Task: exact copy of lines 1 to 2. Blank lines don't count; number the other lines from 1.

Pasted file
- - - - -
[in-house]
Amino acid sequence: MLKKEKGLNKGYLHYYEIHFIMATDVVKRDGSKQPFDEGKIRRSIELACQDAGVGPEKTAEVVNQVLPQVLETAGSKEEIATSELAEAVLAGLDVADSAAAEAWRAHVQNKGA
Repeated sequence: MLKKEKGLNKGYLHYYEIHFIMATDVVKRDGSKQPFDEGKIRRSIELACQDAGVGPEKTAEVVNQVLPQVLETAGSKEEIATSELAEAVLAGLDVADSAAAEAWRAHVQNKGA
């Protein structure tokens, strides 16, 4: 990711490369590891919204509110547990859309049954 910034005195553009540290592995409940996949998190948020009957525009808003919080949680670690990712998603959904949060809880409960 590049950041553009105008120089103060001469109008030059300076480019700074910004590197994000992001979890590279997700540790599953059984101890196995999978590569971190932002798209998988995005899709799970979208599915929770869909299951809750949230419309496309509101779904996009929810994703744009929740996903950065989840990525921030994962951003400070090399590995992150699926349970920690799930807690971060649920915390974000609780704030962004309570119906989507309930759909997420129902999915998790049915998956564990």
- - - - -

[in-house]
Amino acid sequence: MLKKEKGLNKGYLHYYEIHFIMATDVVKRDGSKQPFDEGKIRRSIELACQDAGVGPEKTAEVVNQVLPQVLETAGSKEEIATSELAEAVLAGLDVADSAAAEAWRAHVQNKGA